Release Date: Oct 20, 2014
Record label: Skeleton Key Records
Genre(s): Pop/Rock, Alternative/Indie Rock, Indie Rock, Neo-Psychedelia
After recording their 2006 album The Invisible Invasion with Portishead's Geoff Barrow and Adrian Utley at the helm, the Coral retreated to their home studio and an eight-track recorder to work on a follow-up. After crafting a simple and direct album that still stands as their best work, the Coral were looking to do something a little spookier and more melancholic. They certainly did that with The Curse of Love, but thanks to fears that the record company wouldn't know what to do with it, plus the fact that guitarist Bill Ryder-Jones missed half the sessions, they decided to shelve the album and move ahead in a more traditional fashion.
Wirral space cowboys The Coral are currently on one of those extended hiatuses, so it’s a neat trick to pull a ‘new’ album out of the can to keep the embers glowing. Recorded between 2005’s ‘The Invisible Invasion’ and 2007’s ‘Roots & Echoes’, ‘The Curse Of Love’ is a neat record, filled with the mystic folk and lithe psychedelia that made them so refreshing back in the day. The knowledge that it was produced on a Tascam eight-track recorder adds to the dusted off aesthetic, but the real goods are in the dream-like, Lennon-flavoured beauty of ‘Gently’ and the powerful fuzz-bombs of ‘The Watcher In The Distance’, songs that should never have gathered dust in the first place.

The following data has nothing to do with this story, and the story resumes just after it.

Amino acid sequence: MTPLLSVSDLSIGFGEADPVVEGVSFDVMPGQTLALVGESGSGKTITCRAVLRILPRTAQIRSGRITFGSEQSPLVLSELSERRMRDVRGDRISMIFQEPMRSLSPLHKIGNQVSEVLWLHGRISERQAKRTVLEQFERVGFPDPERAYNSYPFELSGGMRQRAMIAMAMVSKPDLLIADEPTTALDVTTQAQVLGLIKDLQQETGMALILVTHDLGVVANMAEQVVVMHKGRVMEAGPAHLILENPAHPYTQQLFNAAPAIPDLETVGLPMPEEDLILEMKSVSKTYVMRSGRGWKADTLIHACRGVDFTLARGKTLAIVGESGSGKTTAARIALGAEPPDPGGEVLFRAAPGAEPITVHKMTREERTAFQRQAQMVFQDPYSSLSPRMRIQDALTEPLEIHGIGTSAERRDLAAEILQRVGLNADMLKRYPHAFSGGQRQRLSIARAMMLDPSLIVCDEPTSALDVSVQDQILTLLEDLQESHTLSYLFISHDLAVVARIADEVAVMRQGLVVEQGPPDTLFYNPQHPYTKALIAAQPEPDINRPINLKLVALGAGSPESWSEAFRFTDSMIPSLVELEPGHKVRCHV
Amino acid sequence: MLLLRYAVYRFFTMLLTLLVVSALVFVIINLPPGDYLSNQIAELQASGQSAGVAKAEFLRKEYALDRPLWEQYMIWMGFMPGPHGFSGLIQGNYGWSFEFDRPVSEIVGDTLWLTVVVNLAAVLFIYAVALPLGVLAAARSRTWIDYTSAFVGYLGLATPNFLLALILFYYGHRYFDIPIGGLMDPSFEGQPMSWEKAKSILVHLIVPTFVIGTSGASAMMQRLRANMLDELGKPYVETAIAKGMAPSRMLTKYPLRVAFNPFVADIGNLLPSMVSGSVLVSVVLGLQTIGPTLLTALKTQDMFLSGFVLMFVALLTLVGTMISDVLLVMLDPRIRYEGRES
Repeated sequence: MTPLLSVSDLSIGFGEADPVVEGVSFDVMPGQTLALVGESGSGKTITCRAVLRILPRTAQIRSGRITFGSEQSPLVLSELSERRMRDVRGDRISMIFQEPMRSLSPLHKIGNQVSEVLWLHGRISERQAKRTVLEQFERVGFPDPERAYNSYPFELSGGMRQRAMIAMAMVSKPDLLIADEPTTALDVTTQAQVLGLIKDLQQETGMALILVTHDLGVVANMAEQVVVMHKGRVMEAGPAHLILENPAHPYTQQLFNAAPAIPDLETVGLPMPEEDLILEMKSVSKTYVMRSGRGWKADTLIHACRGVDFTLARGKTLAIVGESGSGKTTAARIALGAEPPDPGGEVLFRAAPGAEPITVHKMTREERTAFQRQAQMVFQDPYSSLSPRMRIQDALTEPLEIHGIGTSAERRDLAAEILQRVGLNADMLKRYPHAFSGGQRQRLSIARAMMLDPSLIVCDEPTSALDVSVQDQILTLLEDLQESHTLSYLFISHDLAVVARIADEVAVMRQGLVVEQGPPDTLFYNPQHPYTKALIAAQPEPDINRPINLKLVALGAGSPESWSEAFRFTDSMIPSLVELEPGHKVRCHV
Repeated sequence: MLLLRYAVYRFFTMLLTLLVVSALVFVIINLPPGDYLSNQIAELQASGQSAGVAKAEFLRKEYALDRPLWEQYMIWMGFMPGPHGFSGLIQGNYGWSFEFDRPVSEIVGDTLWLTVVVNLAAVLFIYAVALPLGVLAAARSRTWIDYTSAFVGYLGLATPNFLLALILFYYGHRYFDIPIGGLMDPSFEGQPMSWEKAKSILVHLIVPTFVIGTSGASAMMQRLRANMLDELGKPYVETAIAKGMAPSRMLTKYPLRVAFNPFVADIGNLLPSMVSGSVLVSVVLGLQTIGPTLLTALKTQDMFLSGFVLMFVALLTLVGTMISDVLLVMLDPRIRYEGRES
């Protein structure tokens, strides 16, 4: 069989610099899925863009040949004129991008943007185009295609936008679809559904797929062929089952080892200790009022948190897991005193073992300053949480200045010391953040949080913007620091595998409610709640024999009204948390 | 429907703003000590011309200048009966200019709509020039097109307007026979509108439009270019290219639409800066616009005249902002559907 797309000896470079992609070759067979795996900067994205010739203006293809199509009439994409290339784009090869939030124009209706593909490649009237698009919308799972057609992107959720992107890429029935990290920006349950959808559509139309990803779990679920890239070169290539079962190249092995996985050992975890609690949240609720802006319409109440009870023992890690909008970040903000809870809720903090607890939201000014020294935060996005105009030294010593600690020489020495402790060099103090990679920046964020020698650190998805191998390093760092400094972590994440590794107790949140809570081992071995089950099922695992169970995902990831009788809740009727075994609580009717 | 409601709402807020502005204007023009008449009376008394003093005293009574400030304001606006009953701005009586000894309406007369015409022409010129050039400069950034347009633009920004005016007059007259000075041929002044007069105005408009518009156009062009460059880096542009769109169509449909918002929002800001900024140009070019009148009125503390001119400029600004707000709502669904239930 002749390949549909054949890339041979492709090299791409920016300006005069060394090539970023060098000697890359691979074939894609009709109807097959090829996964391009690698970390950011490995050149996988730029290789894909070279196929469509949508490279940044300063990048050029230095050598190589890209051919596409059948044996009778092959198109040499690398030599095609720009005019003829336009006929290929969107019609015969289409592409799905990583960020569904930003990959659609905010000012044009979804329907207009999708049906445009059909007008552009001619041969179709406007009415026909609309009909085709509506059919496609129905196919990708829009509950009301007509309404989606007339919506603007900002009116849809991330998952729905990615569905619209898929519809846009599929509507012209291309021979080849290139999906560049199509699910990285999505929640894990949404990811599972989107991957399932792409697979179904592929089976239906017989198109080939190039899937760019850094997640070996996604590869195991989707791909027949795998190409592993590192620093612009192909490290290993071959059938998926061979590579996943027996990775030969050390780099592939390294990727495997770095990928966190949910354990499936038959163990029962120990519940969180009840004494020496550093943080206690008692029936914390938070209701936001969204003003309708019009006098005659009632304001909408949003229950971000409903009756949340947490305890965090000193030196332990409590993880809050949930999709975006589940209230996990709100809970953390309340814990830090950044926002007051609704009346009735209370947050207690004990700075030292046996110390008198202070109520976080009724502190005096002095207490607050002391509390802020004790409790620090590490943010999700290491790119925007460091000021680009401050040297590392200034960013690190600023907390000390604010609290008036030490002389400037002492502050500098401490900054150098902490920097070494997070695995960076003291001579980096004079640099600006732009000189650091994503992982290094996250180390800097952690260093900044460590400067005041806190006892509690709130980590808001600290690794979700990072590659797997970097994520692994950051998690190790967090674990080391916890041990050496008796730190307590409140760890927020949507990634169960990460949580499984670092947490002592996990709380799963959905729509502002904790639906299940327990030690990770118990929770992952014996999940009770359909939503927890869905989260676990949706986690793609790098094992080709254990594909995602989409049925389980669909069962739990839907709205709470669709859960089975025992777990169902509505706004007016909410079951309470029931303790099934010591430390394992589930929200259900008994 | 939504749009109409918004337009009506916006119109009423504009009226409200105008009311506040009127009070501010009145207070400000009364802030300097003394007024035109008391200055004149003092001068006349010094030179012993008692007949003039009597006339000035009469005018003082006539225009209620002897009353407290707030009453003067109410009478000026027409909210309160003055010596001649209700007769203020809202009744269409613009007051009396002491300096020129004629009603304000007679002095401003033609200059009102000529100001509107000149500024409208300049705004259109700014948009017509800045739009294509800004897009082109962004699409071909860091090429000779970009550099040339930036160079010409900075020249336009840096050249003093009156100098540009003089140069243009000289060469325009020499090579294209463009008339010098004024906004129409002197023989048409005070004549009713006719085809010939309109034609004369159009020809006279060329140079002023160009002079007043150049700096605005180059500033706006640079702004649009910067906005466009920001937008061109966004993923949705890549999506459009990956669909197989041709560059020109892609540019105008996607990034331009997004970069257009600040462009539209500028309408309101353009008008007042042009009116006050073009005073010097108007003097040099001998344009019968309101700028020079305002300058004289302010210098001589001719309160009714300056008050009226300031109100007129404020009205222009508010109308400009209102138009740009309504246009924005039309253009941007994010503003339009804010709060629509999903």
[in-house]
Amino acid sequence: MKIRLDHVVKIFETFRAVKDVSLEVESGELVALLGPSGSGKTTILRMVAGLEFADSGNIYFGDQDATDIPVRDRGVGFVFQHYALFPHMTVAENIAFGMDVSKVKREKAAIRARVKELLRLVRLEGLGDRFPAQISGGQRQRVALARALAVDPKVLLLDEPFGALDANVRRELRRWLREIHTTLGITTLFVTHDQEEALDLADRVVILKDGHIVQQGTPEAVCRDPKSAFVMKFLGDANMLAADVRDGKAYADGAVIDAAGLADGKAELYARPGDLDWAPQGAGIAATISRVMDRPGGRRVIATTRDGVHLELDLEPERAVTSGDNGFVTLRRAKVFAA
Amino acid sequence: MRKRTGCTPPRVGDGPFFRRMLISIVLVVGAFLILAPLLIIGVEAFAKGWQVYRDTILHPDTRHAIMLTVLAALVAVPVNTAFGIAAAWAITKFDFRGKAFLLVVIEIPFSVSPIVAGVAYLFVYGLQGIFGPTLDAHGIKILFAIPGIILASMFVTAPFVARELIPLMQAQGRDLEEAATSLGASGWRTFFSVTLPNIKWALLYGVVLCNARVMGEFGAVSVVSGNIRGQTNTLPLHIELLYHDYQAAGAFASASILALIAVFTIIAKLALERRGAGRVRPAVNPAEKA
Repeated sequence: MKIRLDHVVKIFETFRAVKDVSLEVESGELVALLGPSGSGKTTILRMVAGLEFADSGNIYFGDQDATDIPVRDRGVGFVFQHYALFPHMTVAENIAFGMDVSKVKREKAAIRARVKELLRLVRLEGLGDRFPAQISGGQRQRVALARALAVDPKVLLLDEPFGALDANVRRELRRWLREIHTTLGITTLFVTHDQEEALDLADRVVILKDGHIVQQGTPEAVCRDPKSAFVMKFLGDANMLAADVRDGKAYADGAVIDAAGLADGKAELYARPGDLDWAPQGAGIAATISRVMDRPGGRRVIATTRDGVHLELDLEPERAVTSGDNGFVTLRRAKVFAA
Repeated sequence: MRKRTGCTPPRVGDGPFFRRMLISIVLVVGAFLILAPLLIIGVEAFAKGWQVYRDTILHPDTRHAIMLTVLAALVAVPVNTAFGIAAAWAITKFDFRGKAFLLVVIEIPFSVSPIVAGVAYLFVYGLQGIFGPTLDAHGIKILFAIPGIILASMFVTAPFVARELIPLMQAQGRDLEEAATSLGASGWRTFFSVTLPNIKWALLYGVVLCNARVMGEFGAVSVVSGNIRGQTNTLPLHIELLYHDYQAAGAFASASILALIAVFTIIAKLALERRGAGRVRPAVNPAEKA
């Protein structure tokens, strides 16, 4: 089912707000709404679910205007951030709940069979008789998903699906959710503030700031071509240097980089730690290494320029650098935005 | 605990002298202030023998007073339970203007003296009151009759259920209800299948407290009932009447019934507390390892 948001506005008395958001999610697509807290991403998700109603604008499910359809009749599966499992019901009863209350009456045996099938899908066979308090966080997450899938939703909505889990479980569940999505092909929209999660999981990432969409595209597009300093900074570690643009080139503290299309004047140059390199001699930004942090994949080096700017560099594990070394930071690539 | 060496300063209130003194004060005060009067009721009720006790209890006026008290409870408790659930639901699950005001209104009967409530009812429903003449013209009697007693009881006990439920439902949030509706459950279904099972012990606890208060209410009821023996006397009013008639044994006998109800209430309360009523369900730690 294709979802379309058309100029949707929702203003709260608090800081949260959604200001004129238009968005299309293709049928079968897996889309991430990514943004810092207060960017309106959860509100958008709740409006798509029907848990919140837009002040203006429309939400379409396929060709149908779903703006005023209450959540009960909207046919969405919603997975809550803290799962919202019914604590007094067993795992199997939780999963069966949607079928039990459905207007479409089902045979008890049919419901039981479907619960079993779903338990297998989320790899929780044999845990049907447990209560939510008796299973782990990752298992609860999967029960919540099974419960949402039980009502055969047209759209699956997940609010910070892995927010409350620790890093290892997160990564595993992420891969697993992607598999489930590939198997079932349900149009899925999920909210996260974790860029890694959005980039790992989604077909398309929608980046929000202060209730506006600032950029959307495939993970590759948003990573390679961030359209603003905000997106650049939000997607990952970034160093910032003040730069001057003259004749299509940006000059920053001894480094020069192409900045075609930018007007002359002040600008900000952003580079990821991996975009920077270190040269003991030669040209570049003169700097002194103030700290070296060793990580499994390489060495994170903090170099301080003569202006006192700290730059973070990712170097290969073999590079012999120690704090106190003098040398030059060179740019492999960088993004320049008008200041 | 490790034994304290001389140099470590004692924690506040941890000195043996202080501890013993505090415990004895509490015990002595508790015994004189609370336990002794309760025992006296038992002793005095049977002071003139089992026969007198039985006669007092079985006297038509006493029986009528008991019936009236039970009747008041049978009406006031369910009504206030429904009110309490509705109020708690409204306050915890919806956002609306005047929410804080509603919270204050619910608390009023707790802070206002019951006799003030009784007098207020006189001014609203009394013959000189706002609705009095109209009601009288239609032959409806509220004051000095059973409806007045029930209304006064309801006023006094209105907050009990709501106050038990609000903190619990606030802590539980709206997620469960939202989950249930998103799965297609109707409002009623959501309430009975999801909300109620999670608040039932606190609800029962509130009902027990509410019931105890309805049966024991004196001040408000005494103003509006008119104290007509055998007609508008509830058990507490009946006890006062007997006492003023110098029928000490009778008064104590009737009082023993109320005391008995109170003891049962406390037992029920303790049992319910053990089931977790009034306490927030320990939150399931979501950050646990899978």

Recorded at some point between 2005’s The Invisible Invasion and 2007’s Root & Echoes, The Coral’s ‘lost’ LP The Curse of Love is an oddly bipolar record that can’t seem to decide whether love is indeed a curse or a blessing. Consisting of ten tracks sandwiched between two versions of similar songs, The Coral’s latest release is a far cry from the neo-psychedelia of their self-titled debut – but it also shuns the pop hooks that kept the band firmly in the public consciousness for much of the 2000’s. Initially an intriguing listen, it eventually materialises that The Curse of Love was justifiably scrapped by the band in favour of an all-together more accessible record in ‘Roots & Echoes’.